Baby Driver Is a Tribute to the Magic of the Earbud—Spencer Kornhaber dives into how Edgar Wright’s car-chase caper explores the wonders—and the dangers—of everyone having their own soundtrack.
What The Big Sick Gets Right About Parenthood—Inkoo Kang unpacks the romantic comedy’s fleshing out of the poignant supporting roles that mothers and fathers can play.
Has Michael Bay Fallen Out of Love With the Military?—David Sims traces the Transformers director’s history of portraying soldiers in his films.
Will Ferrell Needs to Be Weird Again—David Sims believes films like The House, which cast the actor as a frustrated suburban everyman, are a waste of his unique comic talents.
The Little Hours Is an Alt-Comedy Gone Medieval—David Sims watches Jeff Baena’s new film, which juxtaposes foul-mouthed 21st-century humor with bawdy tales from the Middle Ages.
The Bachelorette Reveals Itself for What It Is—Megan Garber argues that the show, with exploitative plotlines that treat racism as entertainment, is becoming harder and harder to defend.
How Will Silicon Valley Work Without T.J. Miller?—David Sims considers the future of the HBO show after the mercurial comedian departed under mysterious circumstances.
Sasha Velour and Drag’s Permanent Revolution—Spencer Kornhaber recaps the finale of RuPaul’s Drag Race.
The Norwegian Teen-Drama Series Loved Around the World—Boyd van Hoeij looks at the recently ended Skam, a wildly popular web show about Oslo high-schoolers that resonated for its realism.
The Most Pessimistic Episode of Veep Yet—Megan Garber explains how the show’s Season 6 finale highlighted the sometimes suffocating nature of American politics.
Anicka Yi’s Strangely Persuasive World of Smells—Jane Yong Kim explores the artist’s Guggenheim show, which uses olfactory experiments to overturn assumptions about gender, race, and hygiene.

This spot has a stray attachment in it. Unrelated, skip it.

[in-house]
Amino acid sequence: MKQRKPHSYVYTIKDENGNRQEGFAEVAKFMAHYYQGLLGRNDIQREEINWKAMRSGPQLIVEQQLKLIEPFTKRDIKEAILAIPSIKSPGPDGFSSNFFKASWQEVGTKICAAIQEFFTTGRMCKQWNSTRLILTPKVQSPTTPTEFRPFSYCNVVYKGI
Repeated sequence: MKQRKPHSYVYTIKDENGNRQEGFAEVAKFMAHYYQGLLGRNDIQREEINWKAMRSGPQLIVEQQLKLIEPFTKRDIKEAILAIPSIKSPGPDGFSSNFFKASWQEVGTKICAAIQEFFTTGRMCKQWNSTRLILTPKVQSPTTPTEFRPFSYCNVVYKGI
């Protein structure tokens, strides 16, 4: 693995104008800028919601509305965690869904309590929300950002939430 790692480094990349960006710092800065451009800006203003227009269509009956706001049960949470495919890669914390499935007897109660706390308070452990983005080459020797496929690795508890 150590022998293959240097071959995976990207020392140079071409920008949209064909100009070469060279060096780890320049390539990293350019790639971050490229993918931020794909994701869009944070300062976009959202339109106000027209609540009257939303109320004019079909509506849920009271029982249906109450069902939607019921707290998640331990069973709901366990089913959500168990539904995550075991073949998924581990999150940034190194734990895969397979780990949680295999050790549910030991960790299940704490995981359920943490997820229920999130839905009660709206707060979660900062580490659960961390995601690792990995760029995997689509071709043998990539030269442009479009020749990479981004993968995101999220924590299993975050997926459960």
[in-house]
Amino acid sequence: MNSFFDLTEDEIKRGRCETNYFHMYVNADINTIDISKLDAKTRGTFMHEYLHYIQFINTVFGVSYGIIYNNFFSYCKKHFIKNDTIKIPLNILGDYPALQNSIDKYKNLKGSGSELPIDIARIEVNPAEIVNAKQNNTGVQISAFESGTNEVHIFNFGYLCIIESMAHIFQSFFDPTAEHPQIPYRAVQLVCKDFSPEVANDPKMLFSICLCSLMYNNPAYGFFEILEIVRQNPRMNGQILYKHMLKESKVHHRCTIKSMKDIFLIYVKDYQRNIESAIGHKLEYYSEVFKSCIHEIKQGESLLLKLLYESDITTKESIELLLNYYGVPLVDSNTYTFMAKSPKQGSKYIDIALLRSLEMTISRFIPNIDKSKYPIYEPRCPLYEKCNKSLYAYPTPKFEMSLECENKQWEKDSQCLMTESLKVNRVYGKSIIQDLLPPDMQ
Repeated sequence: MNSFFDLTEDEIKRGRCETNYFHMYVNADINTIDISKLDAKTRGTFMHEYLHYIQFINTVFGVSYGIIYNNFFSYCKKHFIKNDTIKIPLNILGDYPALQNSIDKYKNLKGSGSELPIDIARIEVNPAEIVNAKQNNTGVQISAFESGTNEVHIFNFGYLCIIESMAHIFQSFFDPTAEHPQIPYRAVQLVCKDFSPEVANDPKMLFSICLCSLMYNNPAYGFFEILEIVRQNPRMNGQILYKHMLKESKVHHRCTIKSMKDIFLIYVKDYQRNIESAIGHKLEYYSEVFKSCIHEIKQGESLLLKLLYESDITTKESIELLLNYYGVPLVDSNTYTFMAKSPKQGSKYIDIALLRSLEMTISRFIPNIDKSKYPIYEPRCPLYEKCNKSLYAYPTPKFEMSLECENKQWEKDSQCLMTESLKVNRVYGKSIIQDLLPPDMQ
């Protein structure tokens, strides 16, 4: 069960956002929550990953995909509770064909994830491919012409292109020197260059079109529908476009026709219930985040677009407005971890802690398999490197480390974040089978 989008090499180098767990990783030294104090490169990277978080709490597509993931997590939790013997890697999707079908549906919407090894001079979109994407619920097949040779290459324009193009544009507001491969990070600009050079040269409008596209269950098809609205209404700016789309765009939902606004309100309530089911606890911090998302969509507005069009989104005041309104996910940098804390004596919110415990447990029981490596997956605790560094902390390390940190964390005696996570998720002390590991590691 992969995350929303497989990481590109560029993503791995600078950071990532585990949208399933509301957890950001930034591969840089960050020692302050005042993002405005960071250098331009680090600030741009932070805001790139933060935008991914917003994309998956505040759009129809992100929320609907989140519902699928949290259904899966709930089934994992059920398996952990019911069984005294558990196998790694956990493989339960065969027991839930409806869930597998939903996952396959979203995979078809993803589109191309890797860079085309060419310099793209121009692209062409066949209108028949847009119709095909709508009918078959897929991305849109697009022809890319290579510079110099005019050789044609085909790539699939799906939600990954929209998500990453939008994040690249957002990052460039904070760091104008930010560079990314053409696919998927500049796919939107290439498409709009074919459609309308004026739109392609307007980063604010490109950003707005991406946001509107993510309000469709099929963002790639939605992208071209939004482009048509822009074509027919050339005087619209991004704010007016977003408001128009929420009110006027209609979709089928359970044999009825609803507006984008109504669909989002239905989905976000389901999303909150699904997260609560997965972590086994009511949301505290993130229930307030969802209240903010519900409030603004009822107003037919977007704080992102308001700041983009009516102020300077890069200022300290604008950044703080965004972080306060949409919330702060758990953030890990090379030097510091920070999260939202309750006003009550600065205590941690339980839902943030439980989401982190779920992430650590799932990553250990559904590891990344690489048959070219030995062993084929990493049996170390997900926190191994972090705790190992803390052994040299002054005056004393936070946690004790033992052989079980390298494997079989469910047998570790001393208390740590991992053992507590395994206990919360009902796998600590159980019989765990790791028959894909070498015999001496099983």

Jay-Z’s Pitch for Generational Wealth—Spencer Kornhaber unpacks what the rapper’s new album 4:44 says about commerce and racial progress.
What Jeff Tweedy Has Been Trying to Say—Spencer Kornhaber listens closely to songwriting on the Wilco singer’s new acoustic album.
How Rudyard Kipling Turned His Guilt Into Fiction—Joe Fassler chats with the novelist Scott Spencer about the English author’s short story “The Gardener,” as part of The Atlantic’s ongoing “By Heart Series.”
Mika Brzezinski and Donald Trump’s Penchant for Blood Feuds—Megan Garber weighs in on the president’s controversial comments about the MSNBC host.
Aspen Ideas Festival
How Activism Can Advocate for Art—Sophie Gilbert discusses how Lil Buck and Jon Boogz use their performances to get people to reconsider what movement can do.
The Perils of Meritocracy—Megan Garber makes the case against one of the most loved ideas in American life.
The Power of Art That Makes You Pause—Sophie Gilbert attends a talk by the art historian Sarah Lewis and the architect Michael Murphy.
Hamilton’s Peaceful Protest—Sophie Gilbert reports on how the show’s November statement to Vice President-elect Mike Pence came about.
The Vital Role of Political Theater—Sophie Gilbert discusses how a recent production of Julius Caesar fits into a grand artistic tradition.
We want to hear what you think about this article. Submit a letter to the editor or write to email@example.com.